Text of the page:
Sunshine After the Rain in the Valle de Elqui

If you happened to tune into international news at all over this past week, you might have heard about the torrential rains that pummeled northern Chile for three days straight. Northern Chile is basically a desert, so this kind of rainfall caused flooding and mudslides throughout the region, including in the Valle de Elqui, where I now live.

When it rains hard in the Valle, it causes mudslides which close down the highway and even take cars with them!

A photo posted by Kim Dodge (@blueskylimit) on

My first taste of this was on Tuesday morning, when my fellow volunteer and I were on the way to Vicuña to meet the teachers who take us to the more distant schools in the Vicuña microcentros. All of the cars we passed along the way were flashing their headlights at our car, and this was why: a mudslide down one of the many canyons in the area, which coated the main highway with mud. It is still being cleared today, four days later! Mudslides are no joke.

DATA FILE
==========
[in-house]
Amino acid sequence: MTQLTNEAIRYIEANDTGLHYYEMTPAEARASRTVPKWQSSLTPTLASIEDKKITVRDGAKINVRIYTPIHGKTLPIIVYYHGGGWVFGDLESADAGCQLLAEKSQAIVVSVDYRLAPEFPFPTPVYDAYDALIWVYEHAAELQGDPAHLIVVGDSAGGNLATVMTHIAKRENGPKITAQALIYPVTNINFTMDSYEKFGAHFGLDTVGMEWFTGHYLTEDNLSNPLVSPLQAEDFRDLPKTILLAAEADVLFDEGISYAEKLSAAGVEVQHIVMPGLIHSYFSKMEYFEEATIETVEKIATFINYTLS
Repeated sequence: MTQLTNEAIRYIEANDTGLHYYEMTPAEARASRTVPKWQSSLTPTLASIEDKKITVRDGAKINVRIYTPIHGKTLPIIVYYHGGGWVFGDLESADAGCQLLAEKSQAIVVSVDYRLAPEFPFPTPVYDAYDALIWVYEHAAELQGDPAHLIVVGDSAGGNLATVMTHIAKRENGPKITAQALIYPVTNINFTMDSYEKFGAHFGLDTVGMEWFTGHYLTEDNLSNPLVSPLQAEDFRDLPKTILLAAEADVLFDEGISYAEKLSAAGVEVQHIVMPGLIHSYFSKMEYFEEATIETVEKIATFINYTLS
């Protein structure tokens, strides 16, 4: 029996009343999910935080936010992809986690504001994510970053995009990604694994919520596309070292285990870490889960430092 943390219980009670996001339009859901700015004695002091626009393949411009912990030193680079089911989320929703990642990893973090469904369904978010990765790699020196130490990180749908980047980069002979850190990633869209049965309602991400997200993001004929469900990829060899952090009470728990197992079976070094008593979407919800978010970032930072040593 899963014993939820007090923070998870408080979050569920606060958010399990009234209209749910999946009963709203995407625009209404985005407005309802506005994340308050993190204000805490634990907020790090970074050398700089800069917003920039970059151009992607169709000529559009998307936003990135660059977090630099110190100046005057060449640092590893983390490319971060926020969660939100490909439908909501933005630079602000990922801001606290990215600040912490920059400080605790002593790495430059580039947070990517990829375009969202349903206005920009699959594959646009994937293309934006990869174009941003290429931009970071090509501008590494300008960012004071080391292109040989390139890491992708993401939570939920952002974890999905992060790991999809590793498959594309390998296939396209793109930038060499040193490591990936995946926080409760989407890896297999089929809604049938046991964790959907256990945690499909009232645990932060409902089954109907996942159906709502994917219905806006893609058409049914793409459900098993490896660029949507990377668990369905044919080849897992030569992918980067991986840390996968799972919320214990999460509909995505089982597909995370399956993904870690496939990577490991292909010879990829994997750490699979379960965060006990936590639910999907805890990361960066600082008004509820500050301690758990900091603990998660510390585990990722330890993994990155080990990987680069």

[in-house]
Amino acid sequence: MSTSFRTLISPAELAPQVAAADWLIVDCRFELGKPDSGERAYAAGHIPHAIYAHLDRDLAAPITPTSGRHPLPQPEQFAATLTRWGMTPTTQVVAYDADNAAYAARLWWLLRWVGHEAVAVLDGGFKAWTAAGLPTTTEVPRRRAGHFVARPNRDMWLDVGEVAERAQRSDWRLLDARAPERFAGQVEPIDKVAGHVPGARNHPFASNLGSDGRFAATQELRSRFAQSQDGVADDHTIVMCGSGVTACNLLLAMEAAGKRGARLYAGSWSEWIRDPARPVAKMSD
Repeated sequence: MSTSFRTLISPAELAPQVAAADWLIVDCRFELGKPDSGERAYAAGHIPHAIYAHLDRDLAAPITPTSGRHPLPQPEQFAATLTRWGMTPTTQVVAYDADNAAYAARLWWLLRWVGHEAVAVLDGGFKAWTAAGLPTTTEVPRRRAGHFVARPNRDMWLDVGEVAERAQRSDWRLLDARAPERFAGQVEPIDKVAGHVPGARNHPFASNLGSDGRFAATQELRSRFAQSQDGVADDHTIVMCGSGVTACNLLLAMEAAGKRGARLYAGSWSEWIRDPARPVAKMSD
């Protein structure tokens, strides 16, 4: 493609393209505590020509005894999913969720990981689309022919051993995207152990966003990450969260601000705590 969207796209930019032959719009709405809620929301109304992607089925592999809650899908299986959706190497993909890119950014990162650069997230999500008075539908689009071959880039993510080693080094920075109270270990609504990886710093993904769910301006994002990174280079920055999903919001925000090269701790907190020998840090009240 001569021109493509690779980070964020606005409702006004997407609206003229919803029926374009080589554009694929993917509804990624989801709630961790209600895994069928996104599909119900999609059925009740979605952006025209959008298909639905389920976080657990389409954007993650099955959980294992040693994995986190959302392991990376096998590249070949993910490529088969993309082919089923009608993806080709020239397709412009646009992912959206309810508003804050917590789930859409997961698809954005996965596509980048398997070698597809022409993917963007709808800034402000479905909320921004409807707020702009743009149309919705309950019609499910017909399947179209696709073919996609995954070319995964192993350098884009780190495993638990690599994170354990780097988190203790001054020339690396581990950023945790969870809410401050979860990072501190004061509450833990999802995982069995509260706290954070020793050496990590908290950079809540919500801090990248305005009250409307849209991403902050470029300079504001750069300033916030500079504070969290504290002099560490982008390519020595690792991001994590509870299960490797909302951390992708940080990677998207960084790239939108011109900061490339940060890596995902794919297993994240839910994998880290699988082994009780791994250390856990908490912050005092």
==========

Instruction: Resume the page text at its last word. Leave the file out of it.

When so much rain pulls down a chirimoya tree, you pose with a puppy. And pick up fallen limes and chirimoyas.

A photo posted by Kim Dodge (@blueskylimit) on

While my colleague decided to go to his usual school located in our town, I had no choice but to return home where I was able to get some work done on report I’m writing on my experience during orientation. Sometime around noon, the power went out, and it stayed out for 50 hours!

During a break in the rain, we looked outside and saw that the giant chirimoya tree had broken in half due to the fierce rains and winds. Thankfully, it happened far enough away from the house that there was no damage to the property. We collected the chirimoya from the broken limbs and hopefully they will ripen enough to eat!